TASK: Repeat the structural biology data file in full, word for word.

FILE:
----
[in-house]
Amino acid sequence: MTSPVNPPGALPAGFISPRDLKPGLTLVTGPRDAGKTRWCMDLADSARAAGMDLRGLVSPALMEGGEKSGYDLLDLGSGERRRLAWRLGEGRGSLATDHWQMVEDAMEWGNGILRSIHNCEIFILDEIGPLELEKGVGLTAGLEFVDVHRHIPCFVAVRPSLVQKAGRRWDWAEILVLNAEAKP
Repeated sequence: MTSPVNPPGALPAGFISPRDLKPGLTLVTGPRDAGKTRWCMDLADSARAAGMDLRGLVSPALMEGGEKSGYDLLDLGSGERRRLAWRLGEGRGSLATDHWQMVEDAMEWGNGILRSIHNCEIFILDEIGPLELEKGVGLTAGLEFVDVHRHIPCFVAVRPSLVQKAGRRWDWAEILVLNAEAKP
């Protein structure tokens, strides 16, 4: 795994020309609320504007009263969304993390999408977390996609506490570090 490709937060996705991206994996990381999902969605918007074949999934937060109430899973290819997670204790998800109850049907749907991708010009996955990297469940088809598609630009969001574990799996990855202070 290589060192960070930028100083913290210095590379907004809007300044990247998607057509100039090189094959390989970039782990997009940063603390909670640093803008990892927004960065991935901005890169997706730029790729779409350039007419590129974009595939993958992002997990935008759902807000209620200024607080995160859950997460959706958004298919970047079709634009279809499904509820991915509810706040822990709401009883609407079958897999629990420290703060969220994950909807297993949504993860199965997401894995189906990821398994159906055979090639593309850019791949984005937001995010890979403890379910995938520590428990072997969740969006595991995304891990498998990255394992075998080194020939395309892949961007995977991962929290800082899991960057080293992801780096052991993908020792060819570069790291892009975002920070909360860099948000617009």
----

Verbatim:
[in-house]
Amino acid sequence: MTSPVNPPGALPAGFISPRDLKPGLTLVTGPRDAGKTRWCMDLADSARAAGMDLRGLVSPALMEGGEKSGYDLLDLGSGERRRLAWRLGEGRGSLATDHWQMVEDAMEWGNGILRSIHNCEIFILDEIGPLELEKGVGLTAGLEFVDVHRHIPCFVAVRPSLVQKAGRRWDWAEILVLNAEAKP
Repeated sequence: MTSPVNPPGALPAGFISPRDLKPGLTLVTGPRDAGKTRWCMDLADSARAAGMDLRGLVSPALMEGGEKSGYDLLDLGSGERRRLAWRLGEGRGSLATDHWQMVEDAMEWGNGILRSIHNCEIFILDEIGPLELEKGVGLTAGLEFVDVHRHIPCFVAVRPSLVQKAGRRWDWAEILVLNAEAKP
């Protein structure tokens, strides 16, 4: 795994020309609320504007009263969304993390999408977390996609506490570090 490709937060996705991206994996990381999902969605918007074949999934937060109430899973290819997670204790998800109850049907749907991708010009996955990297469940088809598609630009969001574990799996990855202070 290589060192960070930028100083913290210095590379907004809007300044990247998607057509100039090189094959390989970039782990997009940063603390909670640093803008990892927004960065991935901005890169997706730029790729779409350039007419590129974009595939993958992002997990935008759902807000209620200024607080995160859950997460959706958004298919970047079709634009279809499904509820991915509810706040822990709401009883609407079958897999629990420290703060969220994950909807297993949504993860199965997401894995189906990821398994159906055979090639593309850019791949984005937001995010890979403890379910995938520590428990072997969740969006595991995304891990498998990255394992075998080194020939395309892949961007995977991962929290800082899991960057080293992801780096052991993908020792060819570069790291892009975002920070909360860099948000617009």